Kentucky Governor Matt Bevin, a conservative Christian who never misses an opportunity to promote his faith, spoke at a “Pastor Appreciation Forum” at the governor’s mansion last week and told the 130 attendees that they should essentially ignore the Johnson Amendment, which prohibits the endorsement of candidates from the pulpit if the church wants to keep its tax-exempt status.
His argument: What’s the worse that could happen?
“Since 1954 [when the Johnson Amendment was passed], how many churches have lost their tax-exempt status because of political speeches or preaching that has occurred? Zero,” Bevin said to the group. “The reality is it is an absolute paper tiger and there is no reason to fear it, there is no reason to be silent. And that we have been exhorted and encouraged to have this boldness and this spirit, to be unapologetic and I would encourage you to do it.”
There’s a bit of confusion here because Bevin never comes out and says they should break the law by endorsing a candidate. He says the pastors can make political speeches or preach. But they’ve always been able to do that. They can talk about abortion and homosexuality and why women should be subservient to men all they want and church/state separation groups will never come after them.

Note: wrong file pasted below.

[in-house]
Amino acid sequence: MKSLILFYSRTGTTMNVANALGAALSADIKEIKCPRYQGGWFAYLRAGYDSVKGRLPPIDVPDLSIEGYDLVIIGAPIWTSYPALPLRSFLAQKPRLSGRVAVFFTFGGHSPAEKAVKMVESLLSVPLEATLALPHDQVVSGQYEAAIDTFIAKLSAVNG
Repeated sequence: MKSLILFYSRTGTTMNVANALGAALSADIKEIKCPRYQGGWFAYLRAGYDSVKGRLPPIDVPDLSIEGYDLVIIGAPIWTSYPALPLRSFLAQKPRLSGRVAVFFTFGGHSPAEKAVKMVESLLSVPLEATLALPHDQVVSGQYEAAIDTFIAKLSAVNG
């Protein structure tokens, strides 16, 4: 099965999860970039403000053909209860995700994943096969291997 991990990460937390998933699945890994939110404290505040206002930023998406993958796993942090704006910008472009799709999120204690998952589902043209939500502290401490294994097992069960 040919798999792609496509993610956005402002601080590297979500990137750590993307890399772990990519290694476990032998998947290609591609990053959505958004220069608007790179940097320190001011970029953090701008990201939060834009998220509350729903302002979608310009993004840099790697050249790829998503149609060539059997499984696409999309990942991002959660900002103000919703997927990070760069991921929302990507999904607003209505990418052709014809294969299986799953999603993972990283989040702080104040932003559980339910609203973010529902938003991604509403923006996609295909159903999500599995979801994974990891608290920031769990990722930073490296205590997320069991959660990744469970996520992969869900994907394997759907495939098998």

In other words, preaching about issues doesn’t violate the Johnson Amendment.
The controversy occurs only when those pastors tell the congregation which way to vote — as some did over the weekend with the Pulpit Freedom Sunday movement.
So what the hell is Bevin encouraging these ministers to do? Nothing they can’t already do, that’s for sure.
His office even confirmed that later:
When asked if the governor was telling pastors to disregard the Johnson Amendment, Bevin’s press secretary Amanda Stamper said “The Governor simply encouraged the ministers to preach boldly.”
Maybe the bigger story here is that Bevin has no clue what the Johnson Amendment actually prohibits. He told the ministers the Amendment was “an absolute paper tiger,” but his suggestion that Christian leaders speak out on issues in violation of that rule doesn’t make any sense since the two are unrelated.
All the while, the standard bearer for his party, Donald Trump, vows to repeal the Johnson Amendment if elected President.
Leave it to a Republican leader to speak boldly on a topic he knows nothing about.
(Thanks to Dan for the link)